What are the benefits of study-abroad programs, senior tours of Europe and spring break humanitarian trips? When high school students travel they have unique opportunities to learn about culture, geography, sociology, history and nature that can enrich and build on what they glean in a classroom.
To that end, the Smithsonian Institution, the world’s largest museum system, and Putney Student Travel, a Vermont-headquartered student travel agency, recently announced a partnership of travel programs for high school students. Drawing on the museum’s resources dating back 175 years and Putney’s 70 years of experience, the new Smithsonian Student Travel offers experiences in Washington, DC, as well as other U.S. and international locations.
“We are excited to expand Smithsonian’s global travel experiences with these innovative new programs for high school students,” said Lynn Cutter, senior vice president of Smithsonian Travel, in a statement. “These programs, developed in collaboration with the exceptional team at Putney Student Travel, will educate and inspire high school students to gain the tools necessary to help shape their and our future.”
The initiative features two types of summer programs, both of which are crafted around themes for students who are either curious about a new subject or discipline or want to dive deeper into an existing passion. Based in Washington, DC, Smithsonian On Campus is held on a centrally located campus and takes a deeper look into themes focused on at museum locations, including Air & Space, Democracy & Media, Entrepreneurship, Race & Social Justice, Technology & Innovation and Wildlife & Conservation.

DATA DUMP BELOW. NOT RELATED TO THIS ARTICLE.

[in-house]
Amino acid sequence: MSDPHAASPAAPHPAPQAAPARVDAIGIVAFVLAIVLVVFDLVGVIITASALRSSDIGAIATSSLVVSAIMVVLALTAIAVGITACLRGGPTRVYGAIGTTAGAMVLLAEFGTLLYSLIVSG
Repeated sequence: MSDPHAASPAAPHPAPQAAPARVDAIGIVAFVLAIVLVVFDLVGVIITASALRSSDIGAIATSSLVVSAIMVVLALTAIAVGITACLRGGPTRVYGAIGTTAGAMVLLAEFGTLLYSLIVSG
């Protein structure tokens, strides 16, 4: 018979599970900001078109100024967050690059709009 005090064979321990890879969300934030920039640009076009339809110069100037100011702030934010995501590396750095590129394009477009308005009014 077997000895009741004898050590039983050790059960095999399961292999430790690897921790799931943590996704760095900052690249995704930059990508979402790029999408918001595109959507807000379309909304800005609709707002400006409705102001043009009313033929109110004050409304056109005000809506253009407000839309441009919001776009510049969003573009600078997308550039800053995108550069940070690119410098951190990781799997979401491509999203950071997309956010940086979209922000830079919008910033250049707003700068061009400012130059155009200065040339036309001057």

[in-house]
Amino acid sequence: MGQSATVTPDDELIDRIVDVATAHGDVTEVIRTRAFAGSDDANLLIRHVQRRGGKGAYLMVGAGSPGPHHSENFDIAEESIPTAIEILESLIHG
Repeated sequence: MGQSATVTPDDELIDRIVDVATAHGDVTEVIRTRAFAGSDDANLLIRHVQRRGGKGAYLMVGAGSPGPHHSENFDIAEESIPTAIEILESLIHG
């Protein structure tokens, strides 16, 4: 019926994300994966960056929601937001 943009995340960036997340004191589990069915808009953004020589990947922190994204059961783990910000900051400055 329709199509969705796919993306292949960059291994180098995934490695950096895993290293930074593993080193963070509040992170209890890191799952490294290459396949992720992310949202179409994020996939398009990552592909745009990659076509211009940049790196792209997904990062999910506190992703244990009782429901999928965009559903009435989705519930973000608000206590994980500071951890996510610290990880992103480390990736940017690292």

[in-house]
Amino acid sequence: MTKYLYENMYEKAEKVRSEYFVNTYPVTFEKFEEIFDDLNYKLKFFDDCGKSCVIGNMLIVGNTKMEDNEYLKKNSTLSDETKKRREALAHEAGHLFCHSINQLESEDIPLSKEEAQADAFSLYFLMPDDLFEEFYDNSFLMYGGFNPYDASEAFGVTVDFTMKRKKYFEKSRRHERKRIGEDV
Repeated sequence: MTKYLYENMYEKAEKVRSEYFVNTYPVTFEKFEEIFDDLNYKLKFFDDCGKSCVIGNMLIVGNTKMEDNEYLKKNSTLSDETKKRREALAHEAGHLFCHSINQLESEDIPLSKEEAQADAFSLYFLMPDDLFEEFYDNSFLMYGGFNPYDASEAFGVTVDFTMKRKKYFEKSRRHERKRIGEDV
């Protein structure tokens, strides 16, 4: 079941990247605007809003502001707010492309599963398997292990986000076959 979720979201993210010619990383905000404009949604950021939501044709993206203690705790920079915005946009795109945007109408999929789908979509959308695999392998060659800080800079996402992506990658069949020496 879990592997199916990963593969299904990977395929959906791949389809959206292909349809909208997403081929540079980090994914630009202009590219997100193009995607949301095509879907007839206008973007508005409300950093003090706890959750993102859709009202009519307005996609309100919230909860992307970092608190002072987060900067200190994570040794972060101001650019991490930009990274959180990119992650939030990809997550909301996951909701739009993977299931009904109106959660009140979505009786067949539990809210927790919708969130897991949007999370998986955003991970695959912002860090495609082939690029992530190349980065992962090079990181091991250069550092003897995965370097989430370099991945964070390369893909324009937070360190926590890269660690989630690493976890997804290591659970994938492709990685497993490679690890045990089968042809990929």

For high schoolers who want to venture farther, Student Journeys take them to domestic and international locales to give them a deeper understanding of a place’s history, culture, cuisine, language and environment. Options include learning about the evolution of sustainable design in Denmark and at the Cooper Hewitt, Smithsonian Design Museum in New York City (14 days, $6,990 plus airfare), exploring climate change and renewable energy in Iceland (15 days, $7,990 plus airfare) and delving into marine ecology and conservation on Vancouver Island (15 days, $6,490 plus airfare).
The programs are open to students in grades eight through 12 who are at least 13 on the date of departure. Spaces are filled via a rolling admissions process, though applicants are encouraged to apply early to secure a spot on their first-choice program. To hold a space, students must complete the online application and provide a $700 deposit, $500 of which goes towards tuition while $200 is a non-refundable application fee. Before a final decision is made, a student must also submit a personal statement and two teacher reference forms. Tuition covers all day-to-day expenses including three meals each day, lodging, entertainment, excursions, entry fees, bike and boat rentals, all transportation during the program, equipment rental, taxes and tips.
“The Smithsonian’s dedication to learning is well known, and it has earned its reputation as one of America’s most trusted institutions,” said Jeffrey Shumlin, director of Putney Student Travel, in a statement. “At a time when quality and trust are more important than ever, we are proud to be working with this iconic institution to offer these distinctive travel experiences.”
Smithsonian museums remain closed due to the ongoing pandemic, but the first programs are still expected to launch this coming summer.
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